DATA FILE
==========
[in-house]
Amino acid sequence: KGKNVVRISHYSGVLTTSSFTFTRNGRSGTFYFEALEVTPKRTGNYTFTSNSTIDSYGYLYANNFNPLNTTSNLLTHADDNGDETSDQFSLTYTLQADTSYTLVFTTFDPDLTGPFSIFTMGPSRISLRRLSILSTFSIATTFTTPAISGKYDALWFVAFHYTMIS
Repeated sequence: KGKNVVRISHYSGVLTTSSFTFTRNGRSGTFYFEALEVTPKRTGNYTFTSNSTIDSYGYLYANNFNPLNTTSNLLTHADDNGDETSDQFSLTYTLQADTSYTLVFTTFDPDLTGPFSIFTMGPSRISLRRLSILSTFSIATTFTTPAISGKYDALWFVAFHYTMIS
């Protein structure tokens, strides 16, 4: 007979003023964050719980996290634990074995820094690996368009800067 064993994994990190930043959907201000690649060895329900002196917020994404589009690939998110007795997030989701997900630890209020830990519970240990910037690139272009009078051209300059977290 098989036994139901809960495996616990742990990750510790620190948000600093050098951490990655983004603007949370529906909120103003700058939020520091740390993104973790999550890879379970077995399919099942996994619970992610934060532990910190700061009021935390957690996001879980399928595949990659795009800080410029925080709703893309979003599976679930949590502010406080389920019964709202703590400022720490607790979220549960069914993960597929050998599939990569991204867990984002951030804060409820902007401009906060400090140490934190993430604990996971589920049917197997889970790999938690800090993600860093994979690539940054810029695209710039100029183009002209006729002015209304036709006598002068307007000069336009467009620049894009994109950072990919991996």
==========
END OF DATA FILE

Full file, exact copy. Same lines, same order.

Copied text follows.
[in-house]
Amino acid sequence: KGKNVVRISHYSGVLTTSSFTFTRNGRSGTFYFEALEVTPKRTGNYTFTSNSTIDSYGYLYANNFNPLNTTSNLLTHADDNGDETSDQFSLTYTLQADTSYTLVFTTFDPDLTGPFSIFTMGPSRISLRRLSILSTFSIATTFTTPAISGKYDALWFVAFHYTMIS
Repeated sequence: KGKNVVRISHYSGVLTTSSFTFTRNGRSGTFYFEALEVTPKRTGNYTFTSNSTIDSYGYLYANNFNPLNTTSNLLTHADDNGDETSDQFSLTYTLQADTSYTLVFTTFDPDLTGPFSIFTMGPSRISLRRLSILSTFSIATTFTTPAISGKYDALWFVAFHYTMIS
């Protein structure tokens, strides 16, 4: 007979003023964050719980996290634990074995820094690996368009800067 064993994994990190930043959907201000690649060895329900002196917020994404589009690939998110007795997030989701997900630890209020830990519970240990910037690139272009009078051209300059977290 098989036994139901809960495996616990742990990750510790620190948000600093050098951490990655983004603007949370529906909120103003700058939020520091740390993104973790999550890879379970077995399919099942996994619970992610934060532990910190700061009021935390957690996001879980399928595949990659795009800080410029925080709703893309979003599976679930949590502010406080389920019964709202703590400022720490607790979220549960069914993960597929050998599939990569991204867990984002951030804060409820902007401009906060400090140490934190993430604990996971589920049917197997889970790999938690800090993600860093994979690539940054810029695209710039100029183009002209006729002015209304036709006598002068307007000069336009467009620049894009994109950072990919991996």